Frosty this morning – so cold in comparison to last week – but there’s always a bright side – the birds are back on the bird table in all their winter colours – the robin showing off his new waistcoat, the great spotted woodpecker in all his glory – and all the tits – the stunning black and yellow of the great tits and the tiny blue tits and coal tits, nibbling seeds when they can get a beak in. Blackbirds are fighting over territory in the apple tree and nuthatches are busy gobbling up sunflower seeds – and peanuts – they don’t eat them on the bird table, they fly off with them – to eat in secret – or to store? I would love to know where they go with them.
The frost has finished off the runner beans – and the nasturtiums: “They’ve gone willy-nilly, umbrellas and all.” Along with the Nasturtium Fairy.
Today’s Treasures – Snowdrops – Tiny Pearls of Springtime
The days are getting longer and the first flowers of the year are peeping through Autumn’s fallen leaves – snowdrops – tiny pearls of springtime, creeping towards the light; frosts may wither them but their fragile stems soon revive in the sunshine, they shake their petals free of winter and their tiny white bells tremble in the spring breeze.
Snowdrop Walks mark the start of the season for many of our historic houses and there are lots of early spring walks through snowdrop-dappled woodland. Rode Hall, just over the North Shropshire border, has a wonderful display of snowdrops set in enchanting woodland.
The snowdrop trail begins alongside neatly manicured lawns overlooked by a picturesque combination of unusual mature trees, through formal rose gardens, heavenly scented in summer but now lying dormant waiting for the first rays of the summer sun.
Through the gap in the hedge, a whole new vista opens out and you enter a wild woodland star spangled with snowdrops roaming unchecked, under the trees, along the brook, scrambling around the shrubs and bushes that decorate the landscape, and you can find a bench, or perch on a stone bridge, and merge with the magic of the trees, serenaded by robins and blackbirds and soothed by the sound of the stream bubbling over stones, watched by myriads of tiny snowdrop faces, studying their reflections in the water.
Rode Hall is open from Saturday, 4th February to Sunday 5th March (except Mondays) for snowdrop escapades for all the family (including dogs – on leads). The tearoom is open serving light lunches and you can warm up by the logburner with a welcome pot of tea and homemade cakes. The art exhibition in the barn is well worth a visit, showcasing creations by local artists – and not all of the paintings feature snowdrops! www.rodehall.co.uk
In the Druid calendar Snowdrops heralded Spring and first appear at Imbolc – celebrated on 31st January and 2nd February (Candlemas Day).
There are snowdrops walks all over Shropshire, including Combermere Abbey, Attingham Park, and Dudmaston Hall.
The Snowdrop Fairy
Deep sleeps the Winter
Cold, wet, and grey;
Surely all the world is dead;
Spring is far away.
Wait! the world shall waken;
It is not dead, for lo,
The Fair Maids of February
Stand in the snow!
Yesterday the frogs were gathering in the pond and Spring was in the air, today we wake to a winter frost. I’ve had to thaw the water out in the bird bath this morning for the robin and the nuthatch has been patiently waiting for me to get up and put some more peanuts out. It is a really beautiful morning though.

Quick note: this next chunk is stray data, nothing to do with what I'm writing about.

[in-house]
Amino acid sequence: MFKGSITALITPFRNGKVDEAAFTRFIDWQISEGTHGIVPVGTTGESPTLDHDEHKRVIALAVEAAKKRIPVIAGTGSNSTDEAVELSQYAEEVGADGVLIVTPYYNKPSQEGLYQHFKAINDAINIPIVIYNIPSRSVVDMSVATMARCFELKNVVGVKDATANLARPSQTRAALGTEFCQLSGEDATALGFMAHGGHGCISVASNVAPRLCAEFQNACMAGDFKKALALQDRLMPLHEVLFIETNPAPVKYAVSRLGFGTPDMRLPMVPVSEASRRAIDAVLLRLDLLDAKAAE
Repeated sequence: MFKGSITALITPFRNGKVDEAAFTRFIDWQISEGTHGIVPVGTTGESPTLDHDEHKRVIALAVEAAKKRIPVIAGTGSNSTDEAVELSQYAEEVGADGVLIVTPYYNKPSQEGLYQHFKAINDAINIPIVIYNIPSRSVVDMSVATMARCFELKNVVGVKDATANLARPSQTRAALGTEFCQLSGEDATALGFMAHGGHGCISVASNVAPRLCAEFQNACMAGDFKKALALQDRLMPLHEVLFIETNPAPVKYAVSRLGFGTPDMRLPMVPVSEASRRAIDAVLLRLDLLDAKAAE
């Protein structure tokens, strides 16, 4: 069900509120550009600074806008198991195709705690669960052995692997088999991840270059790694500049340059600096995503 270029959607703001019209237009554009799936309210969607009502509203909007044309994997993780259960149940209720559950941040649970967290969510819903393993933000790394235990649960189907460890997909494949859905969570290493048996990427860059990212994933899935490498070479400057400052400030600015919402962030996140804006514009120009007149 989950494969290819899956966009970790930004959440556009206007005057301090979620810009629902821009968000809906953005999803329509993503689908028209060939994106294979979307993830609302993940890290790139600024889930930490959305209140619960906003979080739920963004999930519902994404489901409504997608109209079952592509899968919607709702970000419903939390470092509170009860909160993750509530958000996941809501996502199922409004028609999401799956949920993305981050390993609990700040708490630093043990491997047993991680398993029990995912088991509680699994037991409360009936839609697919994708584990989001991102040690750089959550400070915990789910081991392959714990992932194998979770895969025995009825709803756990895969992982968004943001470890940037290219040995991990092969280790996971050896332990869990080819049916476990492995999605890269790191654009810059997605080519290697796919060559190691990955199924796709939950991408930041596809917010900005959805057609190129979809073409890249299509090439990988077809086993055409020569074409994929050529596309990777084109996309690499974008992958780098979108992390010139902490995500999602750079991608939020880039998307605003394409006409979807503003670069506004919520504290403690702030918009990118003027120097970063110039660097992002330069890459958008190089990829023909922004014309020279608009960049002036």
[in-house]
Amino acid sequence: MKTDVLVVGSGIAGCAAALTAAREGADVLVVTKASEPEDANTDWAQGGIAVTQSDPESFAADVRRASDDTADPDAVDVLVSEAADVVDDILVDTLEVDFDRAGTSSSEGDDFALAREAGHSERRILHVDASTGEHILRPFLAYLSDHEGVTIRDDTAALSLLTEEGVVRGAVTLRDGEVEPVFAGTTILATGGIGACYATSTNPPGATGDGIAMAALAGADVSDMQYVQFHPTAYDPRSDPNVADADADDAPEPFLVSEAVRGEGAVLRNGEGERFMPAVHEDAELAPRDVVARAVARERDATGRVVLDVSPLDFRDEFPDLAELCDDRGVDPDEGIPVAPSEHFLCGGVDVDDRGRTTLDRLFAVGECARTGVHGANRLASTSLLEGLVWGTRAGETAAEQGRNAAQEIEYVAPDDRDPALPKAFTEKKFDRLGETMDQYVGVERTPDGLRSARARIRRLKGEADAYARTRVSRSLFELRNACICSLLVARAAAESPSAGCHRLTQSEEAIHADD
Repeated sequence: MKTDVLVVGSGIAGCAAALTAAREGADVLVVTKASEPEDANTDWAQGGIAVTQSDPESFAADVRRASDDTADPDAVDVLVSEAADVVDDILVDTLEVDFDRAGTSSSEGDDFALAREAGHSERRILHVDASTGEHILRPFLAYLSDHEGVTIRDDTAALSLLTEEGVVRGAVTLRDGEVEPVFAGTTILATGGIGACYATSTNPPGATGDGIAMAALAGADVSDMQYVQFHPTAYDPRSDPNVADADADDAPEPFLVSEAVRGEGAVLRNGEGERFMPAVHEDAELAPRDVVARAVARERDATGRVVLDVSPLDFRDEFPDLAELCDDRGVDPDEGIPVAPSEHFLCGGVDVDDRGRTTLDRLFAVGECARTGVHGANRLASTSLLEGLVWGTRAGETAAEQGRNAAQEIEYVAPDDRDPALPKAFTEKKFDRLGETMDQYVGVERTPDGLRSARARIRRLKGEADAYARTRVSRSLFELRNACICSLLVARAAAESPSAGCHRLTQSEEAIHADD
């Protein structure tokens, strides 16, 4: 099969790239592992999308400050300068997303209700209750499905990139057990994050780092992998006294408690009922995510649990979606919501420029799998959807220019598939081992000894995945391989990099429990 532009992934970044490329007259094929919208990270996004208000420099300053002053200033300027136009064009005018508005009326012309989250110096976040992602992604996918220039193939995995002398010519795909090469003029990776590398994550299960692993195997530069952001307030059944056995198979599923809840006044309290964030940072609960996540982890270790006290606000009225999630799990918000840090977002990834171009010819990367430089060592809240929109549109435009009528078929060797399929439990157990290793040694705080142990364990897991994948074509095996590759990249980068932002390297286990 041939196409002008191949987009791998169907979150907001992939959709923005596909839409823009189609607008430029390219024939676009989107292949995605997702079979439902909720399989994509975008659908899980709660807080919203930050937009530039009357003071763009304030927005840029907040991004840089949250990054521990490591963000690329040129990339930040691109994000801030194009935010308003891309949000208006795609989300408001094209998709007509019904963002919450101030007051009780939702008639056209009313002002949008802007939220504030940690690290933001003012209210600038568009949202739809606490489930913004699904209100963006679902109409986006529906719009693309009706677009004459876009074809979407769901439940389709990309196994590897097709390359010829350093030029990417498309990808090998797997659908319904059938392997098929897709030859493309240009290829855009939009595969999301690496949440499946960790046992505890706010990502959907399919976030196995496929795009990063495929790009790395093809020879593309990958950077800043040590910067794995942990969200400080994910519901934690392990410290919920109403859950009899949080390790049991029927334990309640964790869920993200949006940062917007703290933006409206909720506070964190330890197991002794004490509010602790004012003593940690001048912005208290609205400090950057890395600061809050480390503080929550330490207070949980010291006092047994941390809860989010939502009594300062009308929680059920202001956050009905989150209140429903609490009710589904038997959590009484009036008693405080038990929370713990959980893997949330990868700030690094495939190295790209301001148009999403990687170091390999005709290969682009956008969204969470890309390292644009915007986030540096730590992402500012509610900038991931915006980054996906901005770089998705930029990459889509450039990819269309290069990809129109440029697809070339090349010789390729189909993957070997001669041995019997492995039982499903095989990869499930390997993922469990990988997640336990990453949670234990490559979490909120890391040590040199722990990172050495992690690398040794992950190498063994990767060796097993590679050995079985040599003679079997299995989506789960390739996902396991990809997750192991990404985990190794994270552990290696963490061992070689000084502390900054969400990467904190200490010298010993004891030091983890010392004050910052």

Better than all the rain we’ve had, although there is an old saying:
“If in February there be no rain, ’tis neither good for hay nor grain.”
which I found in a Country Wisdom & Folklore Diary www.talkingtreesbooks.co.uk
Sunset over Shropshire as the last rays of the setting sun shine on the flood waters spreading across the fields
Managed to spend sometime in the garden last weekend, tidying up, muck spreading in the polytunnel – digging in rabbit manure and some lime. Rabbit droppings are quite acid and tomatoes suffer from blight (yellowing and wilting of the leaves and the tomatoes rot) if the soil is too acid.
Just finishing off and I was leaning on the fence in my favourite spot, the sun was setting and a flock of starlings were making patterns in the sky. This isn’t a lake it’s a waterlogged field, we’ve had so much rain this winter; I’ve had to move the hens from the front lawn as they were paddling in mud. Now there’s Spring in the air and we wake to frosty mornings. The Candlemas Day rhyme was right – it was fair and bright and winter is having another flight although this year it’s more like it’s first fling, this morning’s frost felt like the coldest so far this winter!
It was a beautiful frosty morning, the sun glinting off thawing raindrops. I love this time of year when it’s just warm enough – and hopefully dry enough – to get out in the garden but not much is growing yet, so you can catch up with clearing up the vegetable patch.
It’s a rare ‘window of opportunity’; time to get rid of all the perennial weeds like docks, nettles, buttercups and the perennial grasses. I give the weeds to the hens – they love scratching though them looking for worms. By the beginning of February there’s a sort of hopefulness in the air, the birds are singing, showing off their bright spring feathers and busily looking for nesting places and the air is alive with the promise of things to come. It’s exhilarating just getting outside and living and breathing – and becoming part of – Spring.
This clematis survived last night’s frost but won’t be here much longer – looking at the forecast. It was planted last year and I’d forgotten about it, then suddenly a few wispy tendrils appeared climbing up the hen house. I thought it was much too late to flower but then a few days ago it produced this beautiful bloom, just in time for the frosts! So need to make the most of it, treasure it, whilst the sun shines!